The Imperial Historian as ‘Colonial Nationalist’: George McCall Theal and the Making of South African History

  • D. M. Schreuder


I am here concerned with just such a considered second thought. In particular, the very considered and complex imperial second-thoughts of George McCall Theal (1837–1919), critical pioneer historian of colonial Southern Africa.1 After an extended teaching, administrative and archival career, Theal came from the 1880s to draft a massive multi-volume History of this huge colonial region. Here he set out, in somewhat plain narrative form over the course of nearly 5000 pages, his interpretation of the cumulative European impact on Southern Africa.2 Taking the late 19th century as his personal vantage-point, he portrayed that colonial experience in terms of a unique, emerging ‘new society’ of white ‘civilising’ settlement. Claiming to offer an impartial and scientific account of the making of ‘South Africa’, he in fact developed a highly personal view of that history of imperial contact and conquest. And here his ‘doctrine of imperialism’ — as A. P. Thornton might characterise it3 — ultimately transpired to be a personalised doctrine of ‘colonial nationalism’.4 This particular vision of assertiveness of local identity, based on the white settler community, saw colonial ‘home rule’ as contingent political strategy — contingent upon the cultural unity of the colonists and their place within a wider system of Empire.5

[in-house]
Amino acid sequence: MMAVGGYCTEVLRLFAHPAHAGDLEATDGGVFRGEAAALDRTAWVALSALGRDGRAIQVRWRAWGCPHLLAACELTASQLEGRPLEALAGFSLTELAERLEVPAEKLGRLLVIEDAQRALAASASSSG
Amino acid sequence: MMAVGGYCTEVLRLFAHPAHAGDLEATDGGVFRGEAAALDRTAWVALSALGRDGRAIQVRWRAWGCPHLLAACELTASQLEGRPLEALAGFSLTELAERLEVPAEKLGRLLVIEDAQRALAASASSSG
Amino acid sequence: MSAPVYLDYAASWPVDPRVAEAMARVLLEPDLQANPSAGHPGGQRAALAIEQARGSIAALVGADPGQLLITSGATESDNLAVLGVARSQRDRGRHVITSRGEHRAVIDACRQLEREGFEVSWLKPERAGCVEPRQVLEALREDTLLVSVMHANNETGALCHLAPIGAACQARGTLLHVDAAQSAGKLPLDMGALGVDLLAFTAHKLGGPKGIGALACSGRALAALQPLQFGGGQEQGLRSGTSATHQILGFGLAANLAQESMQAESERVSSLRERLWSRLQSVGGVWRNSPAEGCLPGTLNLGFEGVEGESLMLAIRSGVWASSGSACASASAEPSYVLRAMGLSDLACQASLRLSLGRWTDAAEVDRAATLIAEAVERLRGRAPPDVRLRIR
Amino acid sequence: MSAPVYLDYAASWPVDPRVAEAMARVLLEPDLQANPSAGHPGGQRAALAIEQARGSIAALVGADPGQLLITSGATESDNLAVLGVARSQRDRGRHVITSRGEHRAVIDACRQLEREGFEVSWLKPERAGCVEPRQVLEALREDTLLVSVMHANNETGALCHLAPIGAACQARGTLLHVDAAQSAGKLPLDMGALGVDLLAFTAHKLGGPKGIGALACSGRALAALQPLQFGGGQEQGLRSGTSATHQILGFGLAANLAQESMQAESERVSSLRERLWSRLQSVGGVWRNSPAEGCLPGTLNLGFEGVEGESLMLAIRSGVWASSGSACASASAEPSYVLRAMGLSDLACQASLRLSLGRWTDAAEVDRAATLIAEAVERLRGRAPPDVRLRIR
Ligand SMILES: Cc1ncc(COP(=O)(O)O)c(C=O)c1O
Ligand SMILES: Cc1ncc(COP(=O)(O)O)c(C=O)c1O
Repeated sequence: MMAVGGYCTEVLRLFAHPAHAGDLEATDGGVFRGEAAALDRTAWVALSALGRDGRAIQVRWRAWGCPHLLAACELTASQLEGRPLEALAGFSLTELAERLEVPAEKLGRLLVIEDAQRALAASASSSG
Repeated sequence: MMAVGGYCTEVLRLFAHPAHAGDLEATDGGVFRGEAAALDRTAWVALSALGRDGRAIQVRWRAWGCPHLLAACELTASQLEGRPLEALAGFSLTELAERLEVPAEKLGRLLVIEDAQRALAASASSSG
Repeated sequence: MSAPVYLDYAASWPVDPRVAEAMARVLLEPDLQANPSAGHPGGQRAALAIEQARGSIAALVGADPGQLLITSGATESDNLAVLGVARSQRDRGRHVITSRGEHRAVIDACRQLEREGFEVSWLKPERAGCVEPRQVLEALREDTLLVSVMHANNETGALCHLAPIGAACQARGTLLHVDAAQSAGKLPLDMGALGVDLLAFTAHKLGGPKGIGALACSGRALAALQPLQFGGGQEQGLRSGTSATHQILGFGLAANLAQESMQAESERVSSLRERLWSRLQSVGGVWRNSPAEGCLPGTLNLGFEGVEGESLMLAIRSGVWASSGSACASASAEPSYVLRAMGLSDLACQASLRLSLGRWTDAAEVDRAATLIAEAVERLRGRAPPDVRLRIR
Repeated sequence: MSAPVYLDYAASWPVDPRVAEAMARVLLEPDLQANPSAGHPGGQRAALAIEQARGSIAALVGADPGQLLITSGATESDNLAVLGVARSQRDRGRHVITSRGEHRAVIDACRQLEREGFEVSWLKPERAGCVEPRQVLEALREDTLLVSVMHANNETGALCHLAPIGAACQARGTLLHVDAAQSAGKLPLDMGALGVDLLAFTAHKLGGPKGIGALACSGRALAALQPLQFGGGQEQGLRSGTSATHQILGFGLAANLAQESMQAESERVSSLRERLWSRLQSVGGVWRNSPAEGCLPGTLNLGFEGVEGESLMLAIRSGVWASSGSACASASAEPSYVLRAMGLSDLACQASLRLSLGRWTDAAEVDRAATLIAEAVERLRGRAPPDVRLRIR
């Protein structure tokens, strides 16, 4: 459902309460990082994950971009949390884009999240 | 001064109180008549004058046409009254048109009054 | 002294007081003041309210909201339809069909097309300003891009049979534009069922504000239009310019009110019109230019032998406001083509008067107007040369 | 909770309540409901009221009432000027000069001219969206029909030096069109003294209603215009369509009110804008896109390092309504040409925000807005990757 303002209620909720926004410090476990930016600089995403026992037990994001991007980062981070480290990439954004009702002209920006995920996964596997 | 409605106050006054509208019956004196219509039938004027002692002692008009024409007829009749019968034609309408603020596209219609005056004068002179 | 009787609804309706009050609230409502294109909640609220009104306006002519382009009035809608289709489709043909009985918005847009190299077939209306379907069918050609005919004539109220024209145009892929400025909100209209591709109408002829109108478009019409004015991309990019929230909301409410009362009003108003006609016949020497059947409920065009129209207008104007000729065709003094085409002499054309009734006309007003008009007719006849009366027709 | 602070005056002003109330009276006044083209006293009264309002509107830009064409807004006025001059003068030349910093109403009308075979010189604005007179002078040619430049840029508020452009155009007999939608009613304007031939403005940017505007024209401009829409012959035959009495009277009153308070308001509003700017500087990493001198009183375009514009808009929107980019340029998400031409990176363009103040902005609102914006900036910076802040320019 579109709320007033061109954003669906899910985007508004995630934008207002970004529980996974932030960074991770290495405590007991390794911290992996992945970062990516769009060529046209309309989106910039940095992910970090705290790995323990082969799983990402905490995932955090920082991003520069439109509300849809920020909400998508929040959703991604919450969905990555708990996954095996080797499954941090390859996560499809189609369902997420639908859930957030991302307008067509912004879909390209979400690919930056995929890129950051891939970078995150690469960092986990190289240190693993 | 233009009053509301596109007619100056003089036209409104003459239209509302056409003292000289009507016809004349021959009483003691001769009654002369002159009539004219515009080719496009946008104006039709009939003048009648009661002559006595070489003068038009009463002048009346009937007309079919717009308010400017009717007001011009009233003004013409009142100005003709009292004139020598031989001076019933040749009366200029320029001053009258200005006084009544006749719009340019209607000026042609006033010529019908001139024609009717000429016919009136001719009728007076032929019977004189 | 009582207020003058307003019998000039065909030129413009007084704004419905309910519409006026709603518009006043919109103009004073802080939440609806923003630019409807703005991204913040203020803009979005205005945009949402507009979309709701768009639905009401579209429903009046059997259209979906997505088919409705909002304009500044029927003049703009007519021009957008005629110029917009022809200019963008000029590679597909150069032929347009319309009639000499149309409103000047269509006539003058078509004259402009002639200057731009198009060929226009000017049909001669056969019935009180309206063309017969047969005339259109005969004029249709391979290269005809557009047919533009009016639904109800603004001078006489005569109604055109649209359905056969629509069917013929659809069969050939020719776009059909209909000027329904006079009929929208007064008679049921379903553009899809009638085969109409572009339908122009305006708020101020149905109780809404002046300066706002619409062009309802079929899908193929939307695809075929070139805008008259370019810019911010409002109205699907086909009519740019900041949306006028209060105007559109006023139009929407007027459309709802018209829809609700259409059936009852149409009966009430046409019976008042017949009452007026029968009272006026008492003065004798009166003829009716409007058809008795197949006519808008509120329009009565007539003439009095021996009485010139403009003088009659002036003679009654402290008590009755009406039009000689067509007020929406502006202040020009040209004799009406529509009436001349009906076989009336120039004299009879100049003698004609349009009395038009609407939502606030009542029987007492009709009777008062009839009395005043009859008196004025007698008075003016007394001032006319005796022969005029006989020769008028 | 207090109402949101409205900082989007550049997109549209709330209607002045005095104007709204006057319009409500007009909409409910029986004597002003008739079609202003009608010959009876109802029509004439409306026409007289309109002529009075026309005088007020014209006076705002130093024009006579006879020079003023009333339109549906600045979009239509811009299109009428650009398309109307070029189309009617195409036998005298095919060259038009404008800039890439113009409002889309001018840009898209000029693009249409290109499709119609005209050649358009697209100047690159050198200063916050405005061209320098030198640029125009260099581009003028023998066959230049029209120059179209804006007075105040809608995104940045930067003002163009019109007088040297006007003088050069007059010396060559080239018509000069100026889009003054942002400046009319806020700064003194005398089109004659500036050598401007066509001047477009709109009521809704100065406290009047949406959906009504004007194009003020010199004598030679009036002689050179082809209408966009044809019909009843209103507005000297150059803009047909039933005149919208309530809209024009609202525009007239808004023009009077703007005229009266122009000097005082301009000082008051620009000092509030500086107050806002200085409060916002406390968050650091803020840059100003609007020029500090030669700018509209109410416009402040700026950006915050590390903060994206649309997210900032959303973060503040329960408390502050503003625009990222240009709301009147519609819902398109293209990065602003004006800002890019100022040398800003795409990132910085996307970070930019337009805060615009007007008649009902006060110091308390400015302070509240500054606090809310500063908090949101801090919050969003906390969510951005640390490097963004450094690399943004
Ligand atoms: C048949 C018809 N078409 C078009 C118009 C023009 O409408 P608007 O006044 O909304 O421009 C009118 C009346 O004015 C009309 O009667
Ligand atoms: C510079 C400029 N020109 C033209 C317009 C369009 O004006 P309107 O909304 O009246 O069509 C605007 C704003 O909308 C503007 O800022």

European Archive Colonial Naturalist White Settler South African Society African History 
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  1. 1.
    I have relied on the following: A. J. Boeseken, entry on Theal in Dictionary of South African Biography, vol. IV (Pretoria, 1981) pp. 645–8,Google Scholar
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Copyright information

© Gordon Martel 1986

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  • D. M. Schreuder

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